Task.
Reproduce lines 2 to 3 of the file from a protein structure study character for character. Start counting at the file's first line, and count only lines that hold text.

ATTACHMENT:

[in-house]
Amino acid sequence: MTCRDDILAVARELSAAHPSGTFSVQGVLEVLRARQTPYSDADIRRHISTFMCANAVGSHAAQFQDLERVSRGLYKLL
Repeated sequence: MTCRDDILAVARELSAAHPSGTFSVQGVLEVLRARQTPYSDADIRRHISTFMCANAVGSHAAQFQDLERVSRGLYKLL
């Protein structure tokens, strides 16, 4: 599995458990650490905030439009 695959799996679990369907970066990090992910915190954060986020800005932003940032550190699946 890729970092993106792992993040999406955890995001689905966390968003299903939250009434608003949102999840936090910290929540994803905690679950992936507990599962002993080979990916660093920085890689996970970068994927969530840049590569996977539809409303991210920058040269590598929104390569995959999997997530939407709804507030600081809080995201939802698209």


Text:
Amino acid sequence: MTCRDDILAVARELSAAHPSGTFSVQGVLEVLRARQTPYSDADIRRHISTFMCANAVGSHAAQFQDLERVSRGLYKLL
Repeated sequence: MTCRDDILAVARELSAAHPSGTFSVQGVLEVLRARQTPYSDADIRRHISTFMCANAVGSHAAQFQDLERVSRGLYKLL